WHERE: Don Muang, Ratchadaphisek, Suan Luang and Rama 9.
HOW MUCH?: B150 million/km or B5.4 billion total.
WHEN?: The first tunnel is set to open Jan, 2011
4. Homeless shelter
Before the BMA decided to make over Sanam Luang it wasn’t just home to a load of pigeons. It was also the spot where the city’s homeless population came to sleep at night. As part of the transformation, the BMA wanted to find somewhere a bit more permanent to house the homeless and turned their attention to the old Rama 6 Technology Vocational School. They are now renovating the 1,600-square-meter space. When it’s finished it should be able to house 400 people. It’s due to complete at the same time that Sanam Luang is set to reopen, so preventing the homeless heading back to their old sleeping spot. They are still deciding whether to offer a bed for the night for free or charge B30 a night.
Verdict: A worthy first step towards a long term solution to homelessness in Bangkok. We just hope they see sense and don’t charge for the privilege—and continue to develop cheap housing that people could actually call home.
WHERE: Rama 6 Technology Vocational School
HOW MUCH?: Not confirmed.
WHEN?: In negotiations for a 1-3 year lease with an option to buy. Renovations will last 4-5 months after the budget is approved.
5. New Futsal Stadium
You might not know it but Thailand is actually going to be hosting the next FIFA Futsal World Cup in the autumn of 2012. Of course that means we need a flagship stadium to host the indoor version of the beautiful game and the BMA (with the approval of the Cabinet) recently selected a site at the BMA Training and Development Institute in Nong Chok. The 12,000-seat stadium will occupy 80,000 square-meters, and will be designed by King Mongkut’s University of Technology Thonburi. After a two month bidding process, construction is due to begin in August 2011 and should take 14 months with a grand opening set for November 2012. The BMA has also set aside budgets to improve all the existing indoor stadiums like Indoor Stadium Hua Mak and Nimibut Stadium.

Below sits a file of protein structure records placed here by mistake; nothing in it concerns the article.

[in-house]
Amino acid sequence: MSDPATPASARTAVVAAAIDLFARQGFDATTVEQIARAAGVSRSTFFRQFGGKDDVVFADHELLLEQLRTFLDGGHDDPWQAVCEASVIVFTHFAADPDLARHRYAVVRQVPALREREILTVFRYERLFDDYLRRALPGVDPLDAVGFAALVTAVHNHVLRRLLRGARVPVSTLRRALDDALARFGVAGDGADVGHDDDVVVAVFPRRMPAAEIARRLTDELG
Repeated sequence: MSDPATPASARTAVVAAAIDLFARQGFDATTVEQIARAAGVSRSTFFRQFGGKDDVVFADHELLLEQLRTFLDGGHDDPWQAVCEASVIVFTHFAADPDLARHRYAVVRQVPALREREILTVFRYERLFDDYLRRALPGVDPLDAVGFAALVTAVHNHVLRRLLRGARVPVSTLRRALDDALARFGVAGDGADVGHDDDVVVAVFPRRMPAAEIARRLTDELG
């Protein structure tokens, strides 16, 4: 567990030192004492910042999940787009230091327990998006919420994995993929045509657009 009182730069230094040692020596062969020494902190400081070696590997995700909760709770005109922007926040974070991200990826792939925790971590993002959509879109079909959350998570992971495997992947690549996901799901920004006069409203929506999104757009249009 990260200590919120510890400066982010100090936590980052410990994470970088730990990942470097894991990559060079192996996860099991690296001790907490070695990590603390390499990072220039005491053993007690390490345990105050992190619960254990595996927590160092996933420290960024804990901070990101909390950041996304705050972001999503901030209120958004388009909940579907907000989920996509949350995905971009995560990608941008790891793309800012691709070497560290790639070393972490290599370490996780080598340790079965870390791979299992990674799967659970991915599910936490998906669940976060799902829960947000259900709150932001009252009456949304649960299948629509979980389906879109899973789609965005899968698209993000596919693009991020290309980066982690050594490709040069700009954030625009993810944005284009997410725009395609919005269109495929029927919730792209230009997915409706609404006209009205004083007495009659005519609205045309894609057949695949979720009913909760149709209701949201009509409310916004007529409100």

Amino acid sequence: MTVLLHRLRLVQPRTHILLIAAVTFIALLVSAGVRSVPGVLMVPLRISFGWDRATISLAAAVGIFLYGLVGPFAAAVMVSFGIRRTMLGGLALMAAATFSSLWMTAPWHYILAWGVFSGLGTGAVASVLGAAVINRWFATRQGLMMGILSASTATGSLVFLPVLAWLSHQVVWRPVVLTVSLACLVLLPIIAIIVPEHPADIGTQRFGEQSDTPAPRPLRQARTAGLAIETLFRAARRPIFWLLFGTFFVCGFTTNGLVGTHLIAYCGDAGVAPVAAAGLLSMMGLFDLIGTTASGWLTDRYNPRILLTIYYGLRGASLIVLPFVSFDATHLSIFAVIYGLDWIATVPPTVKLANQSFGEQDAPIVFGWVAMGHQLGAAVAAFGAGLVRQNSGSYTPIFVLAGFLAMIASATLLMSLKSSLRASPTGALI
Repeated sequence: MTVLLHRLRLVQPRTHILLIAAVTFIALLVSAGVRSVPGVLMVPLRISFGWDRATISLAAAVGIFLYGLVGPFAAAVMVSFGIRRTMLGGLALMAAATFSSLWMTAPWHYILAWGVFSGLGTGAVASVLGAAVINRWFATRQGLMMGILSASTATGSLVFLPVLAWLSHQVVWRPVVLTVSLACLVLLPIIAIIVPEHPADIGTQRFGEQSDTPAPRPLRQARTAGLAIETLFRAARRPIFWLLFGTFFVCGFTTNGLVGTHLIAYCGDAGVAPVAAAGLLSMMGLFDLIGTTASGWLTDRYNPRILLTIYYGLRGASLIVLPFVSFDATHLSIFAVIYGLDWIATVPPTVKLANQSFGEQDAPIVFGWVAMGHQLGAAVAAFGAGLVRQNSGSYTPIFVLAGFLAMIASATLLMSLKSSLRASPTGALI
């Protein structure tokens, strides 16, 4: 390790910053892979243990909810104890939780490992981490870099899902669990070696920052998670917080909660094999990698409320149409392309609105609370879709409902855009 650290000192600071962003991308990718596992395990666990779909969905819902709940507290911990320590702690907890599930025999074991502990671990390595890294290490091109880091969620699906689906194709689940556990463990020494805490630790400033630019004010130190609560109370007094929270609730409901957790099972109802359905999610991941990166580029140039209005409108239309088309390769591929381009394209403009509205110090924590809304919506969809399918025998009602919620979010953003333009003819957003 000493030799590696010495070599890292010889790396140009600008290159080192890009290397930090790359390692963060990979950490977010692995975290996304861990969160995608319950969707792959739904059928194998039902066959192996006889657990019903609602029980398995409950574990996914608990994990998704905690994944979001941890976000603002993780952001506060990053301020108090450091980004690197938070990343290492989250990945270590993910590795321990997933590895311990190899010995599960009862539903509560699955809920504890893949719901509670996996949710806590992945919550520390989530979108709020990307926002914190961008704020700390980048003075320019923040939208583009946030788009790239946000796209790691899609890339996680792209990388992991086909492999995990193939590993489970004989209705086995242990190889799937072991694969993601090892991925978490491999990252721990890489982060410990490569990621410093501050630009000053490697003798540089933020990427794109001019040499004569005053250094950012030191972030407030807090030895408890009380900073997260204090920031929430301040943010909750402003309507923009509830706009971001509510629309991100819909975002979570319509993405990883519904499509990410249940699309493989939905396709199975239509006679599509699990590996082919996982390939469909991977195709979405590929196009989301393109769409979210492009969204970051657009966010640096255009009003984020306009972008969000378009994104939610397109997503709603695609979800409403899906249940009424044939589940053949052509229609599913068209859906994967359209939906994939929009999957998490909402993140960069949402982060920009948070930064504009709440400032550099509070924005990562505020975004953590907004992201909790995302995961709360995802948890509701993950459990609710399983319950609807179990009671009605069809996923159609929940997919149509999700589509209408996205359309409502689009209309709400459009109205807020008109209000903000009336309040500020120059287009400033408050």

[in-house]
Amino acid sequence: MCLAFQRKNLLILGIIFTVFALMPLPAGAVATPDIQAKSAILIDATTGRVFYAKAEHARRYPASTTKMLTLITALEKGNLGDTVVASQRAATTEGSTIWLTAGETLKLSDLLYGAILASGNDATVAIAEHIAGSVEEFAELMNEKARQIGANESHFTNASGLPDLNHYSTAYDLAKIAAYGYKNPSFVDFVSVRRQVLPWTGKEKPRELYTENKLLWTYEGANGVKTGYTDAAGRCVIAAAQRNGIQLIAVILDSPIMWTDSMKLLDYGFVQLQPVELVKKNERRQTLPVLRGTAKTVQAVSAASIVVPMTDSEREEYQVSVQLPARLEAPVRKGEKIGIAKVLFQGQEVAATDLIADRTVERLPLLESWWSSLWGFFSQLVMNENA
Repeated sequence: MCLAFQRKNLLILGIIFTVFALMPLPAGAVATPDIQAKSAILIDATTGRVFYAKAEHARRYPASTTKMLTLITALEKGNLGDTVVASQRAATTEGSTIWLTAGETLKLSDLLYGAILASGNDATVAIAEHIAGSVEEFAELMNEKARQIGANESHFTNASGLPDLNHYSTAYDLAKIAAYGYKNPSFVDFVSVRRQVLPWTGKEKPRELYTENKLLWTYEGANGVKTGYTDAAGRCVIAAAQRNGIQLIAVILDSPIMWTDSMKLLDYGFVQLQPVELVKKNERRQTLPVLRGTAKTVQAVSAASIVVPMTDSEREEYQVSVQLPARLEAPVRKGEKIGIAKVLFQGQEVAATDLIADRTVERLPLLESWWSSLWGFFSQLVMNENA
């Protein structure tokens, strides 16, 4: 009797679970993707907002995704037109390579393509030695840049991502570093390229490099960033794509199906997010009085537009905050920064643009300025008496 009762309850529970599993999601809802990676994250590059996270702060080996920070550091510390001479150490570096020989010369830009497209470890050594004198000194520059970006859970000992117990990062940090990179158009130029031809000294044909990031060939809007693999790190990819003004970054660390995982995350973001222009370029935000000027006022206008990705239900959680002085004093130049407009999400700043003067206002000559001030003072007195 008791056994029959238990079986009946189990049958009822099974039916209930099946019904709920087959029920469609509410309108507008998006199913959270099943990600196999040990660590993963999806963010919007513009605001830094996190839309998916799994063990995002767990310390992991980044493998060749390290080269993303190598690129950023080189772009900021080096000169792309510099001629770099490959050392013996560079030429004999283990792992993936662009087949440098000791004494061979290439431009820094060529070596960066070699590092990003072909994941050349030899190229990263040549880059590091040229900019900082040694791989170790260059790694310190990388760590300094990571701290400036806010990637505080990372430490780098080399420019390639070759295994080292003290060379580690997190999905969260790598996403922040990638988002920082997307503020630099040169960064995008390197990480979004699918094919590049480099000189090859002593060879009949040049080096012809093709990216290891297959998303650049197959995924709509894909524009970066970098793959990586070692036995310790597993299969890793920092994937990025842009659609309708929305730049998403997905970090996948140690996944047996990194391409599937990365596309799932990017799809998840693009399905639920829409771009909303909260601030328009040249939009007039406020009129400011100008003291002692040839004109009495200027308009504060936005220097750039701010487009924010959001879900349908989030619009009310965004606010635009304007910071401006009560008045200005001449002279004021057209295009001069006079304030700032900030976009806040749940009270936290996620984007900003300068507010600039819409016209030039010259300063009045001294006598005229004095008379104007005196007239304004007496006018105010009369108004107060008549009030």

Verdict: The whole plan is on a very tight schedule and we’re not sure this is really the best location for the stadium either. It is a lowland area at a high risk of flooding and it is not exactly easy to get to. We would have preferred the other option put forward: to build the stadium in the Makkasan area on State Railway of Thailand land. Too bad it would have cost the BMA a lot more to secure the space needed.
WHERE: BMA Training and Development Institute, Nong Chok district
HOW MUCH?: B1.3 billion
WHEN?: Nov 2012
6. Sanam luAng Make-over
Funded by the government’s “Thai Khemkhaeng” stimulus program, this on-going project is one of a number of events scheduled to celebrate the King’s 84th birthday next year. After getting rid of all the vendors, homeless people and animals (including 10,000 pigeons said to have been relocated to Ratchaburi), the BMA handed over Sanam Luang to the army to revamp the 120,000-square-meter area—apparently soldiers are great with flowers. The park will be split into two sections: the southern half, close to the palace, will be turned into a ceremonial ground for royal events, while the northern section will be concrete-paved for public use. The huge budget will be spent on landscaping, tree planting, new benches, lighting and underground public toilets! They’re also spending money on improving the drainage system so you avoid having to stand in floodwater while using the loo.
Verdict: Parks and toilets are nice but we would have liked to keep the vendors.
WHERE: Sanam Luang
HOW MUCH?: B181 million
WHEN?: Jul 2011